Documenting the American South Logo
oral histories of the American South
Excerpt from Oral History Interview with Lillian Taylor Lyons, September 11, 1994. Interview Q-0094. Southern Oral History Program Collection (#4007) See Entire Interview >>

Describing the African American community in Oxford, North Carolina

Lyons discusses the African American community in Oxford, North Carolina, where she grew up during the early twentieth century. According to Lyons, Oxford had a high volume of African American business owners and homeowners. Additionally, she stresses the centrality of church and churchgoing to the African American community in Oxford.

Citing this Excerpt

Oral History Interview with Lillian Taylor Lyons, September 11, 1994. Interview Q-0094. Southern Oral History Program Collection (#4007) in the Southern Oral History Program Collection, Southern Historical Collection, Wilson Library, University of North Carolina at Chapel Hill.

Full Text of the Excerpt

EDDIE McCOY:
What was your life like growing up as a kid in the community? Give me some ideas about the community and your neighbors and the people in the community, how close-knit you all were and you had close families and everybody worked together.
LILLIAN TAYLOR LYONS:
It was a very close neighborhood. The property on the street where I lived was owned by two families, the Hicks family and the Lassiter family. Mrs. Lassiter and Mrs. Hicks were sisters and their children grew up and went away to school just as my sisters and brothers did.
EDDIE McCOY:
Who were some of the outsanding people in the community that went around helping people? If you needed them, you always could depend on them.
LILLIAN TAYLOR LYONS:
We had an orphanage in Oxford at that time, which was supported by the Masons. Dr. Pattilla, who was principal of the graded school when I finished, his father was a Baptist minister and also taught school. The house where Professor Patilla was born is still in erection and in good condition on Raleigh Street in Oxford.
EDDIE McCOY:
Whereabout on Raleigh Street? Give me an idea what vicinity the house is—.
LILLIAN TAYLOR LYONS:
It's in a thickly-settled, all-Negro vicinity. All of the Negroes around owned their own homes, then, and other businesses now.
EDDIE McCOY:
Can you tell me something about your church you went to and what role your mother and father and how close-knit y'all were to the church?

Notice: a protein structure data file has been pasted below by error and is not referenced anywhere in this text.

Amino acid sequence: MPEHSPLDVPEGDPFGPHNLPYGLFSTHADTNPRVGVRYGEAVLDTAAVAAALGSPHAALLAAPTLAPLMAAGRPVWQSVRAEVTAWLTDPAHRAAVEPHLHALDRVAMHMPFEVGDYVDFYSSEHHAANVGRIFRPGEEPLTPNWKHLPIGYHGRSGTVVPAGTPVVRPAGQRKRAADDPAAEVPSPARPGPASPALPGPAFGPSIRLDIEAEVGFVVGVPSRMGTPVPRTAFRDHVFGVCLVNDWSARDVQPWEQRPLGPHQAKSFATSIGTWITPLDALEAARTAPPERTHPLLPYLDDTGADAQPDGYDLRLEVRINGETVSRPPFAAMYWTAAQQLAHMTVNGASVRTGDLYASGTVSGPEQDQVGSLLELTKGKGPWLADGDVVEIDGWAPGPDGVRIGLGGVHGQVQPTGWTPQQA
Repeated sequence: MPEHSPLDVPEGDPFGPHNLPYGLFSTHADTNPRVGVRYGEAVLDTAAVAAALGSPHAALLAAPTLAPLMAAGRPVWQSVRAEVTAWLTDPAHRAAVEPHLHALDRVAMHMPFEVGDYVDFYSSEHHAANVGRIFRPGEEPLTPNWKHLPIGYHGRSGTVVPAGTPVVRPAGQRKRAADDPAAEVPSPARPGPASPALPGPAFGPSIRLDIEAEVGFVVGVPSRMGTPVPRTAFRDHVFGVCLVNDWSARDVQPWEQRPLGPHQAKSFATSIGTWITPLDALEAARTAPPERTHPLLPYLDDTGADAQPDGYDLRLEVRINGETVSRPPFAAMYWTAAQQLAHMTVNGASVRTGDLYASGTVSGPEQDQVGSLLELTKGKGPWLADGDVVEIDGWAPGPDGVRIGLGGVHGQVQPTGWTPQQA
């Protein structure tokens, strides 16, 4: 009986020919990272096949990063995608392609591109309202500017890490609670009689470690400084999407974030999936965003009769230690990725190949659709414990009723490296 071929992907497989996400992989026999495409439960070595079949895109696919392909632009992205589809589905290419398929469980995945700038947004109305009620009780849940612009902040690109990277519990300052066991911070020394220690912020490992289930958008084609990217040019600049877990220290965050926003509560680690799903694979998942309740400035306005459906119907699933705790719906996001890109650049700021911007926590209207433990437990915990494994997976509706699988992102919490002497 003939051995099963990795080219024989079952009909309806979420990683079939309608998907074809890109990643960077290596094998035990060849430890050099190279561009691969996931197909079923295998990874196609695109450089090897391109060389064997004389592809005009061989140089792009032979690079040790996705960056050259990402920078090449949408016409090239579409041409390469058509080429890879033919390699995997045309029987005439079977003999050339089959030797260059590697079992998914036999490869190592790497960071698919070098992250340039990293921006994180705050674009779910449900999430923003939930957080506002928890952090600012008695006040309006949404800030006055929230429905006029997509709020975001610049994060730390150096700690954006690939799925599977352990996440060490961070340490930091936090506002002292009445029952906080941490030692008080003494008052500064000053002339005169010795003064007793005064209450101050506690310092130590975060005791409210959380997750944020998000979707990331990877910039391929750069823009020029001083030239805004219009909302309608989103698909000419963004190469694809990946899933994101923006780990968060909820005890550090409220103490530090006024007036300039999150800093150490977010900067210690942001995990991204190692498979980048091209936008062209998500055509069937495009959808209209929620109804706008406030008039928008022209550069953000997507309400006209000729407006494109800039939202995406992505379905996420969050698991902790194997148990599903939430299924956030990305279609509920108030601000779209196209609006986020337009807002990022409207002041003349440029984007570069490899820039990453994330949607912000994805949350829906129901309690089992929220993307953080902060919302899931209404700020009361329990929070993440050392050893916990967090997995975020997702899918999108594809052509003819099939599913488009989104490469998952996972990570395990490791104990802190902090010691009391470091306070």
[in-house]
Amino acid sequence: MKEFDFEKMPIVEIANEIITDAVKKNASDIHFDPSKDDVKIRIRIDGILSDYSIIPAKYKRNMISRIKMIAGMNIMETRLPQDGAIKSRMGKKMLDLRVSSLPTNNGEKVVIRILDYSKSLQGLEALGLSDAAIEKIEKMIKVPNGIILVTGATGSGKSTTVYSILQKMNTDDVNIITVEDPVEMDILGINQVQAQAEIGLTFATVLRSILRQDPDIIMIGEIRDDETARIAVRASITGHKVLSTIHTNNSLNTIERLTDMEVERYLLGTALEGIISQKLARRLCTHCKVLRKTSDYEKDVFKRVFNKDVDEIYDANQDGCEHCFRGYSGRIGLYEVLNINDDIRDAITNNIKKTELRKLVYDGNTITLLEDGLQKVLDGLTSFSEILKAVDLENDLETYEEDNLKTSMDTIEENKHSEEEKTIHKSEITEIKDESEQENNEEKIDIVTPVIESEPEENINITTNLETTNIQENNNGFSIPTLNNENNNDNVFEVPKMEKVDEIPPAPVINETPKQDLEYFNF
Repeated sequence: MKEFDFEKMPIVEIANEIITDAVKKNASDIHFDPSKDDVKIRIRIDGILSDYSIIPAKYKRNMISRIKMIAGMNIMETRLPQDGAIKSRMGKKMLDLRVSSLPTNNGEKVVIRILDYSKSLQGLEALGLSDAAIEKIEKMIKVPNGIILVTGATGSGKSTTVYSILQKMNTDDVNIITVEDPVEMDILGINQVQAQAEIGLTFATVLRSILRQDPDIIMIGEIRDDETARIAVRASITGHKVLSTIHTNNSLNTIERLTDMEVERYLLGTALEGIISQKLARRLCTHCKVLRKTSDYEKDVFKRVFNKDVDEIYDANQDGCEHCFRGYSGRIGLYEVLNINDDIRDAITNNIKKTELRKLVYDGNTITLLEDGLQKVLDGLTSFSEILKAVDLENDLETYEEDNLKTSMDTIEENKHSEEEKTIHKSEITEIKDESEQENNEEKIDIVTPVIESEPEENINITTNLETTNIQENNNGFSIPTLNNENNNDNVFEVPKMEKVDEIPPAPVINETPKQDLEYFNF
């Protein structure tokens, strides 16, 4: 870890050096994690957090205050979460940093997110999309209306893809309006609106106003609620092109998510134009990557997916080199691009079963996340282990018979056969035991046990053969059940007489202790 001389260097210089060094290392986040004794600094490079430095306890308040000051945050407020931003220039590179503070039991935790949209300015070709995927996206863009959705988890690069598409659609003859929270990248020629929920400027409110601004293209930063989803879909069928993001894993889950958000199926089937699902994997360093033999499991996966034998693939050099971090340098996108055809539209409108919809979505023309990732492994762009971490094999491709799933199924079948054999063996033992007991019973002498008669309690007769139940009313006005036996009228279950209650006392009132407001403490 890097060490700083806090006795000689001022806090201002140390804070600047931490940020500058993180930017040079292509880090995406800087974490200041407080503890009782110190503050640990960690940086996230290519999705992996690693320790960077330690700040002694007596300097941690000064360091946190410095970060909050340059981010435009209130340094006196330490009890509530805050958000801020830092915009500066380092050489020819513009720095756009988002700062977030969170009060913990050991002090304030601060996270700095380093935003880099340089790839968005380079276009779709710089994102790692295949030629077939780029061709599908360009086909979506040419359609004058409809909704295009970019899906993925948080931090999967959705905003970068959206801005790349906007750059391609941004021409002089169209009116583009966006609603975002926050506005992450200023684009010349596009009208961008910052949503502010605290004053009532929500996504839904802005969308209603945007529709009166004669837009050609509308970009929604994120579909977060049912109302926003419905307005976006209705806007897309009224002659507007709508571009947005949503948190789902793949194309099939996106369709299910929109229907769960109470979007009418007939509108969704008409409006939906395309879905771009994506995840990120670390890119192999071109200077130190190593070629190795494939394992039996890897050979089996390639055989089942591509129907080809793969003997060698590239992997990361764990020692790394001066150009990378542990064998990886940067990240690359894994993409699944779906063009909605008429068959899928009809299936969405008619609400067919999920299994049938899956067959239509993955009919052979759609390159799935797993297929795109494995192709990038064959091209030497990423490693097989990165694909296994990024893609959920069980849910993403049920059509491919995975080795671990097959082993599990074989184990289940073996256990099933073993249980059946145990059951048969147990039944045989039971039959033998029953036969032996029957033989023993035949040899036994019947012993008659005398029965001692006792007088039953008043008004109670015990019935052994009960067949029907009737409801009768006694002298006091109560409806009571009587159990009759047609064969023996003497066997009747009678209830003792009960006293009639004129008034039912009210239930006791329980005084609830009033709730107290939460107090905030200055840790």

LILLIAN TAYLOR LYONS:
We were—my parents—I grew up in St. Peters Methodist Church.
EDDIE McCOY:
Where was that church located at when you grew up?
LILLIAN TAYLOR LYONS:
It was on Orange Street—.
EDDIE McCOY:
And Hillsborough?
LILLIAN TAYLOR LYONS:
On Hillsborough Street in the 200 block. And it was a part of the North Carolina Methodist conference, which meant that we had several different ministers during my lifetime: Reverend [Newsome], Reverend Baxter, Reverend Cook, who was uncle of Miss Annie Lassiter who had taught me. He went to Harvard University in Massachusetts. He has one daughter living in North Carolina now in the Raleigh area, but I haven't kept in touch with her.
EDDIE McCOY:
Were your mother or your father a Sunday School teacher or were your father a deacon? What role did your father and mother play in the church?
LILLIAN TAYLOR LYONS:
My mother and father were both very close. Practically every Sunday at the end of the sermon, my daddy had to get up and make his speeches. Course, some people in the church probably got tired of listening to him. But Papa didn't sit down until he felt like it. He was typical Richmond Taylor—at church, in the community and in the town, and very well-known. Both him and my mother.
EDDIE McCOY:
Did y'all walk to church and walk back?
LILLIAN TAYLOR LYONS:
We walked to church. All of my life we didn't—it was just about a mile away from us, so it wasn't—we had no inconvenience from attending church. I am now a member of the same congregation, St. Peters United Methodist Church. I am the oldest member of the church as of this date.